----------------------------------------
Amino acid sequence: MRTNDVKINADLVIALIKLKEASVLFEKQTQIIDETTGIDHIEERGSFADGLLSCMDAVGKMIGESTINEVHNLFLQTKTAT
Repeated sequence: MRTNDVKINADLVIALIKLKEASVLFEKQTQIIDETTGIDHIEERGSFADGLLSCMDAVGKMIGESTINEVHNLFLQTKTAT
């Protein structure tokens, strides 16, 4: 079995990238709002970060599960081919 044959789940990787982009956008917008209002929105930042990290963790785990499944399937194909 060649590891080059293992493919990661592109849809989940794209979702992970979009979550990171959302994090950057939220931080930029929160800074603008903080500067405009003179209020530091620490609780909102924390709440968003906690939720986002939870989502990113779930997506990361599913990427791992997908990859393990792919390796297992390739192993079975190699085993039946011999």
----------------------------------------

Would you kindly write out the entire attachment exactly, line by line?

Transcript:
Amino acid sequence: MRTNDVKINADLVIALIKLKEASVLFEKQTQIIDETTGIDHIEERGSFADGLLSCMDAVGKMIGESTINEVHNLFLQTKTAT
Repeated sequence: MRTNDVKINADLVIALIKLKEASVLFEKQTQIIDETTGIDHIEERGSFADGLLSCMDAVGKMIGESTINEVHNLFLQTKTAT
């Protein structure tokens, strides 16, 4: 079995990238709002970060599960081919 044959789940990787982009956008917008209002929105930042990290963790785990499944399937194909 060649590891080059293992493919990661592109849809989940794209979702992970979009979550990171959302994090950057939220931080930029929160800074603008903080500067405009003179209020530091620490609780909102924390709440968003906690939720986002939870989502990113779930997506990361599913990427791992997908990859393990792919390796297992390739192993079975190699085993039946011999």